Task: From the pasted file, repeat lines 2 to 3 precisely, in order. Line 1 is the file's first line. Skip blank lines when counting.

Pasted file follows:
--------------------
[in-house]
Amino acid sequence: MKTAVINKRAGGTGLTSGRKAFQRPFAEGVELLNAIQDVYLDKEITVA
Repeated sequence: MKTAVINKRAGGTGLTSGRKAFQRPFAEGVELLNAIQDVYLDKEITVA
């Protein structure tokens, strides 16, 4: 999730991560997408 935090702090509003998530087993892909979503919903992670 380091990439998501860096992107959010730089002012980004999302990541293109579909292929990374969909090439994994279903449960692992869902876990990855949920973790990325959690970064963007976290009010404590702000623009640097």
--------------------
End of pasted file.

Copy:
Amino acid sequence: MKTAVINKRAGGTGLTSGRKAFQRPFAEGVELLNAIQDVYLDKEITVA
Repeated sequence: MKTAVINKRAGGTGLTSGRKAFQRPFAEGVELLNAIQDVYLDKEITVA